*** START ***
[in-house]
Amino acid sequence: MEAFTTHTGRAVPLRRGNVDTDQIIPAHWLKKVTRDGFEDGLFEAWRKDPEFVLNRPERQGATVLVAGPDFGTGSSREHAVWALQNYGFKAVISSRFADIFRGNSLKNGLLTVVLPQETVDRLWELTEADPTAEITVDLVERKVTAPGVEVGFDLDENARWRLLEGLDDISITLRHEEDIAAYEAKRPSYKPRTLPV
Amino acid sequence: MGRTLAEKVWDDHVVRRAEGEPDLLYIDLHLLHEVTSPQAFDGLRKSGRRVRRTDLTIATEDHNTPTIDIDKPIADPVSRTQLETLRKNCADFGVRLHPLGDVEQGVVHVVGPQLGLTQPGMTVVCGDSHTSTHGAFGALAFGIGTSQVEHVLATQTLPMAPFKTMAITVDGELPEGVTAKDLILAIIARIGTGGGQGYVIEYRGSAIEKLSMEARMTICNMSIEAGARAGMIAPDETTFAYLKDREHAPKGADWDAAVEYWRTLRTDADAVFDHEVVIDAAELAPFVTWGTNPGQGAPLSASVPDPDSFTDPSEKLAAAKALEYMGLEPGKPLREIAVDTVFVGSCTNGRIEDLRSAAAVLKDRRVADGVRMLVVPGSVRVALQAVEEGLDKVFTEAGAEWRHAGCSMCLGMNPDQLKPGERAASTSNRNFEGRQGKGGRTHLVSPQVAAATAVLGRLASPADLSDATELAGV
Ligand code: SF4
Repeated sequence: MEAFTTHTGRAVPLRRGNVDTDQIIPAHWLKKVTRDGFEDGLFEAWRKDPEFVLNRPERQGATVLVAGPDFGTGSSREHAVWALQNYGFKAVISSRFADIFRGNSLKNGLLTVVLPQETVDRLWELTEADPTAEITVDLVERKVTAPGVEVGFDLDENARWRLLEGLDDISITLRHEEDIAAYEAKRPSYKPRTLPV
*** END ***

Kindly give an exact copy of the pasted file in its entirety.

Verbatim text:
[in-house]
Amino acid sequence: MEAFTTHTGRAVPLRRGNVDTDQIIPAHWLKKVTRDGFEDGLFEAWRKDPEFVLNRPERQGATVLVAGPDFGTGSSREHAVWALQNYGFKAVISSRFADIFRGNSLKNGLLTVVLPQETVDRLWELTEADPTAEITVDLVERKVTAPGVEVGFDLDENARWRLLEGLDDISITLRHEEDIAAYEAKRPSYKPRTLPV
Amino acid sequence: MGRTLAEKVWDDHVVRRAEGEPDLLYIDLHLLHEVTSPQAFDGLRKSGRRVRRTDLTIATEDHNTPTIDIDKPIADPVSRTQLETLRKNCADFGVRLHPLGDVEQGVVHVVGPQLGLTQPGMTVVCGDSHTSTHGAFGALAFGIGTSQVEHVLATQTLPMAPFKTMAITVDGELPEGVTAKDLILAIIARIGTGGGQGYVIEYRGSAIEKLSMEARMTICNMSIEAGARAGMIAPDETTFAYLKDREHAPKGADWDAAVEYWRTLRTDADAVFDHEVVIDAAELAPFVTWGTNPGQGAPLSASVPDPDSFTDPSEKLAAAKALEYMGLEPGKPLREIAVDTVFVGSCTNGRIEDLRSAAAVLKDRRVADGVRMLVVPGSVRVALQAVEEGLDKVFTEAGAEWRHAGCSMCLGMNPDQLKPGERAASTSNRNFEGRQGKGGRTHLVSPQVAAATAVLGRLASPADLSDATELAGV
Ligand code: SF4
Repeated sequence: MEAFTTHTGRAVPLRRGNVDTDQIIPAHWLKKVTRDGFEDGLFEAWRKDPEFVLNRPERQGATVLVAGPDFGTGSSREHAVWALQNYGFKAVISSRFADIFRGNSLKNGLLTVVLPQETVDRLWELTEADPTAEITVDLVERKVTAPGVEVGFDLDENARWRLLEGLDDISITLRHEEDIAAYEAKRPSYKPRTLPV